DailyDirt: Scientific Measurements

from the urls-we-dig-up dept

Accurate scientific measurements are pretty important. It's actually hard to overstate how critical it is to science that measurements can be repeated. (Hello, Cold Fusion...) But it's not quite an easy task to get everyone to agree to the same metrics -- especially when different approaches might have different results. Still, we make do with what we've got -- and looking at the fine details of measuring stuff has lead to discoveries like buckyballs, the heliocentric model of our neck of the universe, and all sorts of cool stuff. So here are a few quick links on measuring things.


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  1.  
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    ChurchHatesTucker (profile), Jan 31st, 2011 @ 5:09pm

    Hello, Cold Fusion...

     

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    Heretical Monkey, Jan 31st, 2011 @ 5:52pm

    buckeyballs?

    try learning some real science
    http://thunderbolts.info/home.htm

     

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  3. This comment has been flagged by the community. Click here to show it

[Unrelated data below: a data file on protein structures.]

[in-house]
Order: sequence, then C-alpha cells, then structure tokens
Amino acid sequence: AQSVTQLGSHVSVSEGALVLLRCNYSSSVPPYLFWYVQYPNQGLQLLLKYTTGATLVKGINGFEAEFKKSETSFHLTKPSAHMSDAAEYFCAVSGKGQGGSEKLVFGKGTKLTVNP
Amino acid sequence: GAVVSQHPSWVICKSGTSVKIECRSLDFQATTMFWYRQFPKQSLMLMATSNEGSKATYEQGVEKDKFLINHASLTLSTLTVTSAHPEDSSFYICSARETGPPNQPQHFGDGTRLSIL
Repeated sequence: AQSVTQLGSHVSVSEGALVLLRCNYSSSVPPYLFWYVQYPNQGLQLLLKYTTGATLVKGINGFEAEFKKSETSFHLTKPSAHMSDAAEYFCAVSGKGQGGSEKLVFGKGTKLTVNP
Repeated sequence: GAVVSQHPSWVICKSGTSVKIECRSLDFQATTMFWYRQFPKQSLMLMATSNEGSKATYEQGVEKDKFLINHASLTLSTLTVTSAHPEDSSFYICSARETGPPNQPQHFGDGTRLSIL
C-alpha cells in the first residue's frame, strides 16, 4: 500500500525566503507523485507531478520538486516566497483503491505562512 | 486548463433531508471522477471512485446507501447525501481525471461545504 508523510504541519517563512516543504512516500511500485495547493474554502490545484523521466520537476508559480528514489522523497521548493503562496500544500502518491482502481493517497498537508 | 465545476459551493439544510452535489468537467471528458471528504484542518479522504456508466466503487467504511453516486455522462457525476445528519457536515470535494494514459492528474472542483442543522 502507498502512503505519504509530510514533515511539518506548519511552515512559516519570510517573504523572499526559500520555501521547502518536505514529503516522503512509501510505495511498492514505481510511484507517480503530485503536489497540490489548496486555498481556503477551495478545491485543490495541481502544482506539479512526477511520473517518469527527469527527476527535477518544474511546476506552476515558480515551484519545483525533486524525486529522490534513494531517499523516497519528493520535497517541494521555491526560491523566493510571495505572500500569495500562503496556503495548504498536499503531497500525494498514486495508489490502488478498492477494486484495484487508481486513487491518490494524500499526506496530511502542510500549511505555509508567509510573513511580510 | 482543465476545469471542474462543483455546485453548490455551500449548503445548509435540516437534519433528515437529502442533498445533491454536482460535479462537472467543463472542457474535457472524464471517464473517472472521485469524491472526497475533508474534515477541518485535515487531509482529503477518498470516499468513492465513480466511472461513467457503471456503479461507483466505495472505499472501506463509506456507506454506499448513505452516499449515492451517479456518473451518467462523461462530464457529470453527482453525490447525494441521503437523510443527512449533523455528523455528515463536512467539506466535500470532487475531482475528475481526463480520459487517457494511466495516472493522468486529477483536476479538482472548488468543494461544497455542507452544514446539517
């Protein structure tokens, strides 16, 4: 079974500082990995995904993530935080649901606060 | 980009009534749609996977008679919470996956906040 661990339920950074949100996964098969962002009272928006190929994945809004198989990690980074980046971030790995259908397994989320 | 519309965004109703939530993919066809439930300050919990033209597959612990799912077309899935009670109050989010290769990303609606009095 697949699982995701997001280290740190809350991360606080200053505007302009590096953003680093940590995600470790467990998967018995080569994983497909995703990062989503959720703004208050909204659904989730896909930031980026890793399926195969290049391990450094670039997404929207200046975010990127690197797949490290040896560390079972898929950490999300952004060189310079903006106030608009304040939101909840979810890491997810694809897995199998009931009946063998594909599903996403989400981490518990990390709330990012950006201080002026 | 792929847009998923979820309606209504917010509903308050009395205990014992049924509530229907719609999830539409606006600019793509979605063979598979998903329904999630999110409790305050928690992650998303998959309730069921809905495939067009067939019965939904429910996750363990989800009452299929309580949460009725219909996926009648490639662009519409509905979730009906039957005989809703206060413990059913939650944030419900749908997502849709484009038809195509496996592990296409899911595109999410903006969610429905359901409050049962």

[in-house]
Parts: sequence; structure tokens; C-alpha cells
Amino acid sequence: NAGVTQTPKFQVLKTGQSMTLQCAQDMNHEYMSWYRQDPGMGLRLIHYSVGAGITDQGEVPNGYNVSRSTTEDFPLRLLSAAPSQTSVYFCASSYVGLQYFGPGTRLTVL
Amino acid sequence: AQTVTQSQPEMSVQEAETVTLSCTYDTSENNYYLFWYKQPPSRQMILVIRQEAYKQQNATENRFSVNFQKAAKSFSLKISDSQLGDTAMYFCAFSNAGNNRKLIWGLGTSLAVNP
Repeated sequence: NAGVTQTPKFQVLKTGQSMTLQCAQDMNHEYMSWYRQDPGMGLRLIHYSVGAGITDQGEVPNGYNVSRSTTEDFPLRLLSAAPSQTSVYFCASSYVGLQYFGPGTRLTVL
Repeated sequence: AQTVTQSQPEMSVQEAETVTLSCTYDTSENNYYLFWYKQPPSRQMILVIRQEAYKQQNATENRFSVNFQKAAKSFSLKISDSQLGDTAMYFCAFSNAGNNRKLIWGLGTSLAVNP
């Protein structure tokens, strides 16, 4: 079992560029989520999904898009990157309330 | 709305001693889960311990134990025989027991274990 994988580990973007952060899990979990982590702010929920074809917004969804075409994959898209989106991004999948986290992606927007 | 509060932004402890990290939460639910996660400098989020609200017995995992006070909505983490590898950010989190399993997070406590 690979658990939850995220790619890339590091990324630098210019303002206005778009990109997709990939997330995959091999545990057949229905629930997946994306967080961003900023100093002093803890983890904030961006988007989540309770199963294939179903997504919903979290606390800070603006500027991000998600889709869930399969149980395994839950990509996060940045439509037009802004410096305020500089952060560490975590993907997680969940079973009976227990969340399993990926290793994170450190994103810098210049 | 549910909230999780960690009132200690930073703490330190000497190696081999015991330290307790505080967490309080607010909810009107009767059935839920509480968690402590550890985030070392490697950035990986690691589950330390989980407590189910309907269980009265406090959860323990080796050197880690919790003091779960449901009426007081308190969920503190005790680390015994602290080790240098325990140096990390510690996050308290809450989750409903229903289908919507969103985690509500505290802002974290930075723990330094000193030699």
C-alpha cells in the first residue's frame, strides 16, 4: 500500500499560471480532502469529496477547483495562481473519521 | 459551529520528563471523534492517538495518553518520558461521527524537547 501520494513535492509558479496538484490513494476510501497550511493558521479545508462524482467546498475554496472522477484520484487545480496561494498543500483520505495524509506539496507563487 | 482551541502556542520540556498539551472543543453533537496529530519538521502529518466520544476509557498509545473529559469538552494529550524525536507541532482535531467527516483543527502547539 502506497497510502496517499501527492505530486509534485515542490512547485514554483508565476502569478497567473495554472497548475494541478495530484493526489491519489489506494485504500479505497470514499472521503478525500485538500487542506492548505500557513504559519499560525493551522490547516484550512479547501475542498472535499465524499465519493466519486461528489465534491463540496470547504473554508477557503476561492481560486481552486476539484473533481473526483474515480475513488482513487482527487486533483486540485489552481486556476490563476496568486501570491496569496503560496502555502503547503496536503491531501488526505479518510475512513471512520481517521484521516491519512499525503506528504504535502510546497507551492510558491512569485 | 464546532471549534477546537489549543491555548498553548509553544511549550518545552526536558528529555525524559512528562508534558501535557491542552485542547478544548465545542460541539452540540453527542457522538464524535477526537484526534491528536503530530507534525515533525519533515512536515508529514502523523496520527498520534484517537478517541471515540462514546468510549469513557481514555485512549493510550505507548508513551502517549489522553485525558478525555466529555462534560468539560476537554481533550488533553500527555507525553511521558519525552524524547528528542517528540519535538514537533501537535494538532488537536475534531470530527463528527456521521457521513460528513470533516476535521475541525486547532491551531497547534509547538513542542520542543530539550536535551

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    Heretical Monkey, Jan 31st, 2011 @ 5:52pm

    buckeyballs?

    try learning some real science
    http://thunderbolts.info/home.htm

     

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    xenomancer (profile), Jan 31st, 2011 @ 6:14pm

    Damn you Heisenberg!

    Don't forget dP*dx = dE*dt >= hbar/2 ... DOH!

     

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    ChurchHatesTucker (profile), Jan 31st, 2011 @ 6:55pm

    Re: buckeyballs?

    try learning some real science

    Um. WTF?

     

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    Pixelation, Jan 31st, 2011 @ 7:13pm

    Problem solved

    "Either way, being able to maintain a mass standard that doesn't drift by 50 micrograms is probably something we should figure out"

    It's obvious that the expansion of the universe is at play. I think the best answer is to put ...ish at the end of a mass measurement. Problem solved.

     

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    scarr (profile), Jan 31st, 2011 @ 7:17pm

    I'm really not a fan of something with two protons being called "hydrogen", even with quotes. Why not call it "reactive helium" or something like that?

     

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    TheBigH (profile), Jan 31st, 2011 @ 8:41pm

    Re:

    I think once you start doing things like replacing electrons with muons or other particles, it's going to rapidly become hard to think of new names for these things. Better just to describe what it is.

     

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    Pixelation, Jan 31st, 2011 @ 8:47pm

    Re: Re:

    "it's going to rapidly become hard to think of new names for these things. Better just to describe what it is."

    But we could use your moniker and call it "TheBigH"ydrogen.